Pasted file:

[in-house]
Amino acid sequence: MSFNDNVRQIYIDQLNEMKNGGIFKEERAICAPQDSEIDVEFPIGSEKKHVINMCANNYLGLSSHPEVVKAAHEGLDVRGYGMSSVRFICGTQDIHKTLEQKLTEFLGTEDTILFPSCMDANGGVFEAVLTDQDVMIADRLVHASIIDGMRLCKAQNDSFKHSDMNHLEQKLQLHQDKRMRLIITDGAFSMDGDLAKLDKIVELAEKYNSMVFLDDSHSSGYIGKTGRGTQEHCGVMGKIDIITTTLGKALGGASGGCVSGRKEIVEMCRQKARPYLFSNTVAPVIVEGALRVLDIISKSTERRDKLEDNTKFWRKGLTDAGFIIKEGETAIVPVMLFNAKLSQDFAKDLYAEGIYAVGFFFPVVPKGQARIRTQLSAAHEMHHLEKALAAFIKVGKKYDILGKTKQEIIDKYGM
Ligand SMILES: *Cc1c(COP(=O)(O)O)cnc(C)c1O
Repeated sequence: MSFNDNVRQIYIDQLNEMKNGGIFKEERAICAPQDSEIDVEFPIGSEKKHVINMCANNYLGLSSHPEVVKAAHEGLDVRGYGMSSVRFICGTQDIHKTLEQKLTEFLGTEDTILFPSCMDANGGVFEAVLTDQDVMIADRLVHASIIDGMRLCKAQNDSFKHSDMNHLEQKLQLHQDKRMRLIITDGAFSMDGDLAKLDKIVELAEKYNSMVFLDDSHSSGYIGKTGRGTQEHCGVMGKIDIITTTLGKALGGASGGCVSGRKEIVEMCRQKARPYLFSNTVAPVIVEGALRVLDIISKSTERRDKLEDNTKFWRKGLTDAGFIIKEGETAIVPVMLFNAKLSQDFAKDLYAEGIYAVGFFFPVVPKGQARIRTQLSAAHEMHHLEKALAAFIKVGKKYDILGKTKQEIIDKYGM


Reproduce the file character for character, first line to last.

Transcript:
[in-house]
Amino acid sequence: MSFNDNVRQIYIDQLNEMKNGGIFKEERAICAPQDSEIDVEFPIGSEKKHVINMCANNYLGLSSHPEVVKAAHEGLDVRGYGMSSVRFICGTQDIHKTLEQKLTEFLGTEDTILFPSCMDANGGVFEAVLTDQDVMIADRLVHASIIDGMRLCKAQNDSFKHSDMNHLEQKLQLHQDKRMRLIITDGAFSMDGDLAKLDKIVELAEKYNSMVFLDDSHSSGYIGKTGRGTQEHCGVMGKIDIITTTLGKALGGASGGCVSGRKEIVEMCRQKARPYLFSNTVAPVIVEGALRVLDIISKSTERRDKLEDNTKFWRKGLTDAGFIIKEGETAIVPVMLFNAKLSQDFAKDLYAEGIYAVGFFFPVVPKGQARIRTQLSAAHEMHHLEKALAAFIKVGKKYDILGKTKQEIIDKYGM
Ligand SMILES: *Cc1c(COP(=O)(O)O)cnc(C)c1O
Repeated sequence: MSFNDNVRQIYIDQLNEMKNGGIFKEERAICAPQDSEIDVEFPIGSEKKHVINMCANNYLGLSSHPEVVKAAHEGLDVRGYGMSSVRFICGTQDIHKTLEQKLTEFLGTEDTILFPSCMDANGGVFEAVLTDQDVMIADRLVHASIIDGMRLCKAQNDSFKHSDMNHLEQKLQLHQDKRMRLIITDGAFSMDGDLAKLDKIVELAEKYNSMVFLDDSHSSGYIGKTGRGTQEHCGVMGKIDIITTTLGKALGGASGGCVSGRKEIVEMCRQKARPYLFSNTVAPVIVEGALRVLDIISKSTERRDKLEDNTKFWRKGLTDAGFIIKEGETAIVPVMLFNAKLSQDFAKDLYAEGIYAVGFFFPVVPKGQARIRTQLSAAHEMHHLEKALAAFIKVGKKYDILGKTKQEIIDKYGM